Oh and age range is 0-18....we take all children...and when I say we..I mean ME. : ) All the other nurses act CLUELESS..yes even with 18 year olds twice my size.
- Jul 15, '12 by NurseCardAllright, so let me get this straight. If you have a child and that child goes south, you
have NO ONE to call to help you??? No other nurses on the floor that are trained to
help with children? No rapid response team? No ICU nurses that can come up and help?
How many children do you typically take care of? Are you on a stand-alone unit, or
are you actually part of a med surge floor with a peds section?
It sounds like a bad situation but I'm not sure that I'm understanding it correctly.
- Jul 15, '12 by Kidrn911I have worked in a similiar setting, and if you call a code you should have people responding, it doesn't the matter the age. as for intubation, most hospitals won't even allow nurses to intubate, the ER md should be able to do that, as well as ER nurses should be able to help with peds, because they have to be prepared for anything that walks in the door. Call the ER charge nurse or house administrator if you are concerned.
I understand your frustration, I just left a facility where I was the only PICU RN many times in a level 1 trauma hospital with a second year resident on nights. We see lots of GSW and MVA during trauma season. I have many many years experience in a pediatric level 1 ER, but still was uncomfortable with the situation.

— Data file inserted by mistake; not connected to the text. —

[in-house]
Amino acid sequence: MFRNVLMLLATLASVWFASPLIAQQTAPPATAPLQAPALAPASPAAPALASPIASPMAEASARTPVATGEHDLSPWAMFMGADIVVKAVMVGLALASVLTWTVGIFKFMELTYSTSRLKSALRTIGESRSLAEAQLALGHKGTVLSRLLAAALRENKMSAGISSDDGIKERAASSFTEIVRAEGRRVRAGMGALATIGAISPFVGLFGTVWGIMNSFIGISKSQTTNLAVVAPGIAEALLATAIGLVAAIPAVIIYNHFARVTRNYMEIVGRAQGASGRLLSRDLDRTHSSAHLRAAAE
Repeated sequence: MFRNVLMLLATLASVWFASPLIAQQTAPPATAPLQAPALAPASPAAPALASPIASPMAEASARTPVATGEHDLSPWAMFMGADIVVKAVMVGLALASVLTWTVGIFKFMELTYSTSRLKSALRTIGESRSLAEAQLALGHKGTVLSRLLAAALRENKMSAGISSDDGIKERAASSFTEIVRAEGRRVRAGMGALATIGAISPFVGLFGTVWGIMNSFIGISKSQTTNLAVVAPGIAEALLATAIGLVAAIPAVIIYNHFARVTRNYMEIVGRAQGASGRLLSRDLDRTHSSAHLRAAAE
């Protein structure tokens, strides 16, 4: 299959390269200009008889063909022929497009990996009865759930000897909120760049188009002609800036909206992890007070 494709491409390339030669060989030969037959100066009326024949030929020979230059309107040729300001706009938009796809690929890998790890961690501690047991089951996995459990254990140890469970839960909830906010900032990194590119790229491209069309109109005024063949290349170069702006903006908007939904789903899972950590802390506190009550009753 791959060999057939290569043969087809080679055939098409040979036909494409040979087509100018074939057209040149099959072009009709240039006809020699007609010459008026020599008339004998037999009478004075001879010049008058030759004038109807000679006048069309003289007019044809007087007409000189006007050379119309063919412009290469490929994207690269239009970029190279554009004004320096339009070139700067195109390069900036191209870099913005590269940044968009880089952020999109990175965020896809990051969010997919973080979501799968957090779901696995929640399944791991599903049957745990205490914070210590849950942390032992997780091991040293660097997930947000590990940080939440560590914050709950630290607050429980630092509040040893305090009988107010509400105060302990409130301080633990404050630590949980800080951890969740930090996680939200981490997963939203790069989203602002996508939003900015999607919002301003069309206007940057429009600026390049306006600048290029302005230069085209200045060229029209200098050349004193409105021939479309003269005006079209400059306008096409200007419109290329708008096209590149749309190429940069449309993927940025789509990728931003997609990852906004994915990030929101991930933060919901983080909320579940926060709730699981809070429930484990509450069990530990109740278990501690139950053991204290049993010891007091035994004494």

- Jul 15, '12 by sauconyrunnerI'm not really sure how you could use this to get out a this contract. Did you not know you would be the peds nurse when you signed the contract. If you knew that and signed, then you are rather stuck.
I also think there are a slew of Emergency Nurses right downstairs who are also trained to take care of all ages, who would come and assist you with a difficult situation. I would like to say though, if you have a peds patient go south, you would not run the patient to the emergency department- you would have them run to you.
What would happen if they had to admit, say 6-8 peds patients. I know in a small hospital like that it would be rare, but its something you could bring up. In addition, ALL nurses that work where there might be peds present need to be certified in at the very least PALS.
- Jul 15, '12 by TXRN2012Okay, okay..so maybe the ER has experience and maybe the NICU...but wow....AS A NEW GRAD I would love an eperienced pedi nurse helping me run the wing just for back up and to help admit the patients (no admin or techs at night)....getting back to back admissions can be very difficult to do all alone. I am new...just hoping it will get better I guess. I signed the contract knowing I would be a peds nurse and working scarce...but I didn't realize they would lave me alone fresh out the gate....thanks for listening to my rants...just praying everyday for strength. God has a plan for me : )
- Jul 18, '12 by woohThis is why I left the community hospital that I used to work at. They thought PALS was sufficient training to be a pediatric nurse. Even then, not knowing what I didn't know, thought it was dangerous. Now that I actually DO know what I didn't know back then, one of those RSV babies or asthma kids could have been dead (or worse) so fast it's scary.
I at least had some adult experience to build on, but as a new grad, that would have been even more dangerous that it was.
- Jul 18, '12 by CrunchRNIs there a nursing supervisor you can call when you are concerned?